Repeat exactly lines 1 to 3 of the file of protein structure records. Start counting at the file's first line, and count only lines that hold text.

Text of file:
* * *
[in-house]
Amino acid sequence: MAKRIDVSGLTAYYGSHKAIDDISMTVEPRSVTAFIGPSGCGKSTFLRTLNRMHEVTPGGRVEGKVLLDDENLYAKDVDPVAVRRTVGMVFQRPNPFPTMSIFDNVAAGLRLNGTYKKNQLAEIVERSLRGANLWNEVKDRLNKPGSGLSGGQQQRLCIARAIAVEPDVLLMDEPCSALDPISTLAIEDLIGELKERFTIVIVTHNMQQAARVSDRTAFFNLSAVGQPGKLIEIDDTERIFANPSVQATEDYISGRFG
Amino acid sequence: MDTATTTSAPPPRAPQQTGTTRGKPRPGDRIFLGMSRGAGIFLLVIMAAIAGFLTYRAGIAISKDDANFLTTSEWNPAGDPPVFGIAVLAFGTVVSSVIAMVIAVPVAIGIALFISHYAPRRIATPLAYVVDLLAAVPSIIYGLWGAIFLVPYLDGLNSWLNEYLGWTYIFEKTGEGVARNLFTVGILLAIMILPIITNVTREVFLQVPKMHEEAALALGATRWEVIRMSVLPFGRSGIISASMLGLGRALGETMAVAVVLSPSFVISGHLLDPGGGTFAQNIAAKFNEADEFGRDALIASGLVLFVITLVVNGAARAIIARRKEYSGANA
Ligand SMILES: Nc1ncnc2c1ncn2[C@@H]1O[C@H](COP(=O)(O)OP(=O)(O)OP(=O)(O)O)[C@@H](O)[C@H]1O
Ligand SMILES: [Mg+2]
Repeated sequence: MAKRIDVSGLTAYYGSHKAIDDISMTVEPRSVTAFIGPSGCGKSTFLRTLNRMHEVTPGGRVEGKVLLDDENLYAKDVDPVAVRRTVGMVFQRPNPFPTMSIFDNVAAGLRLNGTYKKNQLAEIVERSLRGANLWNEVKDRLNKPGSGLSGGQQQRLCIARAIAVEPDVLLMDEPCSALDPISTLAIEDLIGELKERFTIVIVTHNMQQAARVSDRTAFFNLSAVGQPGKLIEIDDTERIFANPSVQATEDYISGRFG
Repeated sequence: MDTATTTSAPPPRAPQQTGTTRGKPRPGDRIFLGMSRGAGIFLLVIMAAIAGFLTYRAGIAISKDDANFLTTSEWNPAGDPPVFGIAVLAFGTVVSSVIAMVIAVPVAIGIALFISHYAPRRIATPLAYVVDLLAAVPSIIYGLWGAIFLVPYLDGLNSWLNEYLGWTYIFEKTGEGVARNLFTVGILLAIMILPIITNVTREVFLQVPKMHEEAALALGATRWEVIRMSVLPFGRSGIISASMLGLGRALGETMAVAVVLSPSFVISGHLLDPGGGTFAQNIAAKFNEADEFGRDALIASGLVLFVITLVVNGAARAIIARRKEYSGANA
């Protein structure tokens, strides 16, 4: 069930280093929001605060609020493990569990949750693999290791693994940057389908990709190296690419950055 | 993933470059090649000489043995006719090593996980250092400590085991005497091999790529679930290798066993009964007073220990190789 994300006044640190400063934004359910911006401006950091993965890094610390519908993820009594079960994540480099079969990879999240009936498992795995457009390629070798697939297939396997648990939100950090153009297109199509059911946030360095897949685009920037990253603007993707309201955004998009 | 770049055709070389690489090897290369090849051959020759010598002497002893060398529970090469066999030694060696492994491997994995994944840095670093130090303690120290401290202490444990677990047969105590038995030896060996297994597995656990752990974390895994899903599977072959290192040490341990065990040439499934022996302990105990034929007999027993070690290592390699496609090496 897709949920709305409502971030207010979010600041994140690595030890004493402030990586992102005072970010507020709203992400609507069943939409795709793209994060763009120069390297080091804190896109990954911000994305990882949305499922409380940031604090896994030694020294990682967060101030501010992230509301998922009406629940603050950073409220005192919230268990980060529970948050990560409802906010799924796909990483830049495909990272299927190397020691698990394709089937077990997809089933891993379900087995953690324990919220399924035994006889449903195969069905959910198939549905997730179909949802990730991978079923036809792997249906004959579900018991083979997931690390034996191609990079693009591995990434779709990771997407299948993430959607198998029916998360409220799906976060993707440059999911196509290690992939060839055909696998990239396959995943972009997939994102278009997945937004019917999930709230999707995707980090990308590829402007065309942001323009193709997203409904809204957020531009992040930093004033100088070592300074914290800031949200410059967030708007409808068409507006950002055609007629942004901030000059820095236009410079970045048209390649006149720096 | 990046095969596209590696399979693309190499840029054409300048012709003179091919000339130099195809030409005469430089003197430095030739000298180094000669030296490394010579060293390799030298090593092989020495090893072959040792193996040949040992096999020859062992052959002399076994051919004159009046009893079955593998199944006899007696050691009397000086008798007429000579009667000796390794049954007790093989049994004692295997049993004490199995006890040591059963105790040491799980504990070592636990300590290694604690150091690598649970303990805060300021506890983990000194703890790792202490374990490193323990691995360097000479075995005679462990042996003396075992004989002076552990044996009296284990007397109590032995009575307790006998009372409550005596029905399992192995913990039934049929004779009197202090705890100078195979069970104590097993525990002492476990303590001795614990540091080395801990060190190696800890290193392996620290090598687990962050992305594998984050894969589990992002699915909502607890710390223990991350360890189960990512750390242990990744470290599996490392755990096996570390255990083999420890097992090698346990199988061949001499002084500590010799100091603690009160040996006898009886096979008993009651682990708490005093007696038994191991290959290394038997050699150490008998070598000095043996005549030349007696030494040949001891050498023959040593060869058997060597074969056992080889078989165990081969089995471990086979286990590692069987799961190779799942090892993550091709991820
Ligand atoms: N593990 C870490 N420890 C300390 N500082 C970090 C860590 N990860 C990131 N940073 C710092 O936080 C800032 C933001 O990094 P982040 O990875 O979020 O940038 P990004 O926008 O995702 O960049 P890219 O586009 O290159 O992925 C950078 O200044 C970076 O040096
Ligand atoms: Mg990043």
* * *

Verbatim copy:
[in-house]
Amino acid sequence: MAKRIDVSGLTAYYGSHKAIDDISMTVEPRSVTAFIGPSGCGKSTFLRTLNRMHEVTPGGRVEGKVLLDDENLYAKDVDPVAVRRTVGMVFQRPNPFPTMSIFDNVAAGLRLNGTYKKNQLAEIVERSLRGANLWNEVKDRLNKPGSGLSGGQQQRLCIARAIAVEPDVLLMDEPCSALDPISTLAIEDLIGELKERFTIVIVTHNMQQAARVSDRTAFFNLSAVGQPGKLIEIDDTERIFANPSVQATEDYISGRFG
Amino acid sequence: MDTATTTSAPPPRAPQQTGTTRGKPRPGDRIFLGMSRGAGIFLLVIMAAIAGFLTYRAGIAISKDDANFLTTSEWNPAGDPPVFGIAVLAFGTVVSSVIAMVIAVPVAIGIALFISHYAPRRIATPLAYVVDLLAAVPSIIYGLWGAIFLVPYLDGLNSWLNEYLGWTYIFEKTGEGVARNLFTVGILLAIMILPIITNVTREVFLQVPKMHEEAALALGATRWEVIRMSVLPFGRSGIISASMLGLGRALGETMAVAVVLSPSFVISGHLLDPGGGTFAQNIAAKFNEADEFGRDALIASGLVLFVITLVVNGAARAIIARRKEYSGANA